Depressed Pakistani women giving birth to children with 10 IQ points less

By Irfan Aligi

KARACHI: Women suffering from depression and anxiety have been seen to give birth to children who score 10 points less in IQ rating, says Karwan-e-Hayat Psychiatric Care and Rehabilitation Centre (PCRC) psychiatrist Dr Ajmal Kazmi.
Karachi Port Trust and the PCRC jointly organized a pre-conference workshop for family physicians on psychiatric problems at a local hotel on Friday. Talking to Daily Times, Kazmi said that educating general practitioners (GP) and family physicians is important because people go to GPs first.

Although 30 percent of psychiatric patients get treatment from GPs, the vast majority of patients remain undiagnosed, stressed Kazmi. Diagnosis of mental illnesses such as depression, phobias, manias, anxiety and other ailments is routinely done by consultation. However, CT scans or MRI can also be used to tell if a patient has any underlying physical problems. This will serve to suggest the next steps for the attending physician to assess mental problems, commented Kazmi.
It is roughly estimated that one in three people suffers from mental problems to a mild or moderate level, while three percent of the city’s population is affected by severe mental problems, he said.
However, it is the women who suffer more from depression and anxiety, particularly if their marital life is disturbed. Constant depression and anxiety have been known to affect women’s reproductive cycles and the lactation process. Families with disputes and quarrels often have children who are confused and young girls might experience delayed menarche or even secondary amenorrhoea. It has also been observed that women suffering from depression and anxiety through pregnancy often have less intelligent children, claimed Kazmi.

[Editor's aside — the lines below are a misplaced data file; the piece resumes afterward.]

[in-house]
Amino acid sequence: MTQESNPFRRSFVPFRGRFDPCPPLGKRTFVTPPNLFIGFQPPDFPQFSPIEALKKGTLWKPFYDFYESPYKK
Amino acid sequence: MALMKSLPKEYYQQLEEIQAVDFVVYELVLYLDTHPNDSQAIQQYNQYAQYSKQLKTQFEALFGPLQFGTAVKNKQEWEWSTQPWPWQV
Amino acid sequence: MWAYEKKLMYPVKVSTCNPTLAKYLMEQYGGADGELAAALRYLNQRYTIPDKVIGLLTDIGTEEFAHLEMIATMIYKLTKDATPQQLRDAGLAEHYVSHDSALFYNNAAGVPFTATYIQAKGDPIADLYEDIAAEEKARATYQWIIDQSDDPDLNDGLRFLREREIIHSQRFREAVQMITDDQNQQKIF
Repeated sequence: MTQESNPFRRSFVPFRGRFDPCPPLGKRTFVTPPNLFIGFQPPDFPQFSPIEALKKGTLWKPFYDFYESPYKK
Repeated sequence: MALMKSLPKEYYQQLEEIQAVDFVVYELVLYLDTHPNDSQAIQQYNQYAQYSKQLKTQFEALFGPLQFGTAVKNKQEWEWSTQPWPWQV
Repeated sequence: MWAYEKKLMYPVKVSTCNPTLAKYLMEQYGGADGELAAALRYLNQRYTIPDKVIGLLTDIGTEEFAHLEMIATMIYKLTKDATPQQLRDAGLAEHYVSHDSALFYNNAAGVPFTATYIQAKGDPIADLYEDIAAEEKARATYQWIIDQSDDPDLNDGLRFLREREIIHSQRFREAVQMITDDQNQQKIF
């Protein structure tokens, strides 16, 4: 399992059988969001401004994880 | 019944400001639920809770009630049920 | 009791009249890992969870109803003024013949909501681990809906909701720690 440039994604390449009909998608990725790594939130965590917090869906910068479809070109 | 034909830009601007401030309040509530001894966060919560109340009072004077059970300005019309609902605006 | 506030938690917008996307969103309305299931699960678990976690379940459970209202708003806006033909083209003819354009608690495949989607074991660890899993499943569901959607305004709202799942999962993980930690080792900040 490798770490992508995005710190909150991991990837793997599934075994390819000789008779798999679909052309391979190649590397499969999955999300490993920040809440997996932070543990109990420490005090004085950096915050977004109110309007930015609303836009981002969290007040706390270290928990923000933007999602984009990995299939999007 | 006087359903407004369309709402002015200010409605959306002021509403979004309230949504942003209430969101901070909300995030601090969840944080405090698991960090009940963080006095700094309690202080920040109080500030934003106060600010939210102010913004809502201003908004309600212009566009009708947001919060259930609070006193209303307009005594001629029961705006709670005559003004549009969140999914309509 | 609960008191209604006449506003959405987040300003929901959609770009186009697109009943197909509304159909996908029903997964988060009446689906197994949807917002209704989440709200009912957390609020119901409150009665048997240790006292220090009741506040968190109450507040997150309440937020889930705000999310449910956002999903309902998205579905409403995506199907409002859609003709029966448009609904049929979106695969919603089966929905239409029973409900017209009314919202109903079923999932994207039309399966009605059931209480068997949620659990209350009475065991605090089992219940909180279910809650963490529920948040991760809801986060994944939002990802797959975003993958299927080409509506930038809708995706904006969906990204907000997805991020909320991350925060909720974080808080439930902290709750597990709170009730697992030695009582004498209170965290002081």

Dr Ziauddin Medical University Assistant Prof. of Psychiatry Dr Suhail Ahmed told Daily Times that resistance to treatment is very rigid at the community level and people suffering from mental illnesses, including depression, are stigmatized and are considered to suffering from obsessions. They often seek help from the so-called spiritual healers rather than medical practitioners.
Lack of civic facilities, worsened by noise and smoke pollution because of worn-out public transport vehicles, gear up mental stress and depression. People are forced to wait in long queues in the scorching heat to pay their utility bills and travel in overloaded buses. Poverty and the lack of a balanced, nutritious diet are long-time causes of mental problems, he explained.
To make matters worse, people have developed the habit of eating late, sleeping late and waking up late in the morning. Wedding ceremonies that routinely end at dawn take a great toll on mental health, he said.
The workshop was held in three phases, one each on anxiety, depression and psychosis. The speakers included Dow University of Health Sciences (DUHS) Assistant Prof. of Psychiatry Dr Razaur Rehman, DUHS Lyari General Hospital Assistant Prof. of Psychiatry Dr Ishaque Sarhindi, Jinnah Postgraduate Medical Centre Assistant Prof. of Psychiatry Dr Iqbal Afridi and others.

Source: Daily Times, 18/10/2008

Leave a Reply